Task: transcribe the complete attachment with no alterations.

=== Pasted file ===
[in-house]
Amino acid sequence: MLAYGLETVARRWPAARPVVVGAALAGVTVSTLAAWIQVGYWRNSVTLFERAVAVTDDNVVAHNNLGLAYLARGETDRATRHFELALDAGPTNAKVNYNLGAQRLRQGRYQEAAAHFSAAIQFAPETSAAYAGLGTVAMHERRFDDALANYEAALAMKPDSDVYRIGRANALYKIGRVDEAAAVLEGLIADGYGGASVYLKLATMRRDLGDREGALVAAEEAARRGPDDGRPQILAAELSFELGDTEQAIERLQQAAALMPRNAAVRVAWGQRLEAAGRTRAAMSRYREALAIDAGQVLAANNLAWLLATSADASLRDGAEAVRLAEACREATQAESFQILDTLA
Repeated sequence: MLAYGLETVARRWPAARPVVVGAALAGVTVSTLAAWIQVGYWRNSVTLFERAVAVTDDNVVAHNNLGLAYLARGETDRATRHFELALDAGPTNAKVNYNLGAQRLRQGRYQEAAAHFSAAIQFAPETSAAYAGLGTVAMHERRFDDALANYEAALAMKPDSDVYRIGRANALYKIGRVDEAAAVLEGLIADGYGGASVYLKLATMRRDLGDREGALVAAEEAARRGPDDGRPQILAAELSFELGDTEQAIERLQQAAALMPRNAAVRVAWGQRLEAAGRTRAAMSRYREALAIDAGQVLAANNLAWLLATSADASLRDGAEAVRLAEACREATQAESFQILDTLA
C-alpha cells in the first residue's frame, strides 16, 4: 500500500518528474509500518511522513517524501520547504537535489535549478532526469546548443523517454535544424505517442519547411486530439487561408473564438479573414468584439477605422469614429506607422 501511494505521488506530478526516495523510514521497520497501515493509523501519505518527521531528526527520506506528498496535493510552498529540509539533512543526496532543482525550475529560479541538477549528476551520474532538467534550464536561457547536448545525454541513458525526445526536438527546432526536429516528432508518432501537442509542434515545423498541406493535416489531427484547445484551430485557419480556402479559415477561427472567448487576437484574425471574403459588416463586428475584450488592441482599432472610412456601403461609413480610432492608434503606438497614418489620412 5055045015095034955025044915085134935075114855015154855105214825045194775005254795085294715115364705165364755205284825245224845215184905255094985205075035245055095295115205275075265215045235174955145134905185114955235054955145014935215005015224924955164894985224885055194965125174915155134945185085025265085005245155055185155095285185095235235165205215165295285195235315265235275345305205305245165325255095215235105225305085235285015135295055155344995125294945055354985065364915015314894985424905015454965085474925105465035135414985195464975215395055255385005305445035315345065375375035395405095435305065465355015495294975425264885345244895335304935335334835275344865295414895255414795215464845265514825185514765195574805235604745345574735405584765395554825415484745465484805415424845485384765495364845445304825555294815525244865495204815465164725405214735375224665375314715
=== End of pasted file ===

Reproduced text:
[in-house]
Amino acid sequence: MLAYGLETVARRWPAARPVVVGAALAGVTVSTLAAWIQVGYWRNSVTLFERAVAVTDDNVVAHNNLGLAYLARGETDRATRHFELALDAGPTNAKVNYNLGAQRLRQGRYQEAAAHFSAAIQFAPETSAAYAGLGTVAMHERRFDDALANYEAALAMKPDSDVYRIGRANALYKIGRVDEAAAVLEGLIADGYGGASVYLKLATMRRDLGDREGALVAAEEAARRGPDDGRPQILAAELSFELGDTEQAIERLQQAAALMPRNAAVRVAWGQRLEAAGRTRAAMSRYREALAIDAGQVLAANNLAWLLATSADASLRDGAEAVRLAEACREATQAESFQILDTLA
Repeated sequence: MLAYGLETVARRWPAARPVVVGAALAGVTVSTLAAWIQVGYWRNSVTLFERAVAVTDDNVVAHNNLGLAYLARGETDRATRHFELALDAGPTNAKVNYNLGAQRLRQGRYQEAAAHFSAAIQFAPETSAAYAGLGTVAMHERRFDDALANYEAALAMKPDSDVYRIGRANALYKIGRVDEAAAVLEGLIADGYGGASVYLKLATMRRDLGDREGALVAAEEAARRGPDDGRPQILAAELSFELGDTEQAIERLQQAAALMPRNAAVRVAWGQRLEAAGRTRAAMSRYREALAIDAGQVLAANNLAWLLATSADASLRDGAEAVRLAEACREATQAESFQILDTLA
C-alpha cells in the first residue's frame, strides 16, 4: 500500500518528474509500518511522513517524501520547504537535489535549478532526469546548443523517454535544424505517442519547411486530439487561408473564438479573414468584439477605422469614429506607422 501511494505521488506530478526516495523510514521497520497501515493509523501519505518527521531528526527520506506528498496535493510552498529540509539533512543526496532543482525550475529560479541538477549528476551520474532538467534550464536561457547536448545525454541513458525526445526536438527546432526536429516528432508518432501537442509542434515545423498541406493535416489531427484547445484551430485557419480556402479559415477561427472567448487576437484574425471574403459588416463586428475584450488592441482599432472610412456601403461609413480610432492608434503606438497614418489620412 5055045015095034955025044915085134935075114855015154855105214825045194775005254795085294715115364705165364755205284825245224845215184905255094985205075035245055095295115205275075265215045235174955145134905185114955235054955145014935215005015224924955164894985224885055194965125174915155134945185085025265085005245155055185155095285185095235235165205215165295285195235315265235275345305205305245165325255095215235105225305085235285015135295055155344995125294945055354985065364915015314894985424905015454965085474925105465035135414985195464975215395055255385005305445035315345065375375035395405095435305065465355015495294975425264885345244895335304935335334835275344865295414895255414795215464845265514825185514765195574805235604745345574735405584765395554825415484745465484805415424845485384765495364845445304825555294815525244865495204815465164725405214735375224665375314715